Changes in forest overstory lead to changes in runoff. This report estimates what such changes in runoff are worth to society using two sources of information: economicvaluation studies and, most importantly, water market transactions. Evidence from over2,000 transactions that occurred in the western U.S. over the past 14 years (1990 through 003) was examined to learn who is selling to whom and for what purpose, how muchwater is involved, and how much it is selling for. Roughly half of the transactions were sales of water rights; the rest were water leases. The transactions show that the price ofwater is highly variable both within and between western states, reflecting the localized nature of the factors that affect water prices. Ideally, if water market prices or valuationstudies are to be used to help determine the marginal value of water from specific areas, such as national forests, information from local markets or local studies should be used.Lacking site-specific value information, only rough estimates are possible.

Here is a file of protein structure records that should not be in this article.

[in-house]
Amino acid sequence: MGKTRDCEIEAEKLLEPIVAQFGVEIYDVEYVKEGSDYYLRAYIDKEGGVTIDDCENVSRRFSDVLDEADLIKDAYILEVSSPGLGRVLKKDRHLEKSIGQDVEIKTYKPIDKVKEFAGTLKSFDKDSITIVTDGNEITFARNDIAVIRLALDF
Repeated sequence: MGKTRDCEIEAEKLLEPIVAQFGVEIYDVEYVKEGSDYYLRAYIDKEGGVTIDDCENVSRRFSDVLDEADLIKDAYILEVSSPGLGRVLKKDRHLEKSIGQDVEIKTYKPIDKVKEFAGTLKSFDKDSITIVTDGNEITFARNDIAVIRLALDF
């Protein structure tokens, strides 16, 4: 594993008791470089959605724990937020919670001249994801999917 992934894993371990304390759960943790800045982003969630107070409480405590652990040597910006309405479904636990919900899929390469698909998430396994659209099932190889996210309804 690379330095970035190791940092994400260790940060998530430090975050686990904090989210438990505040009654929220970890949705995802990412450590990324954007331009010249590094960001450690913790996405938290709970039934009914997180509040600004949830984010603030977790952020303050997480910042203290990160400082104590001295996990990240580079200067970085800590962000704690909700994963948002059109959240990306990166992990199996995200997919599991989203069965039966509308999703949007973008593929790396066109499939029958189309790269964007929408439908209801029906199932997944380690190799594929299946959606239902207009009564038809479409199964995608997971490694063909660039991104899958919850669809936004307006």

Thomas C. BrownRocky Mountain Research StationU.S. Forest ServiceFort Collins, Colorado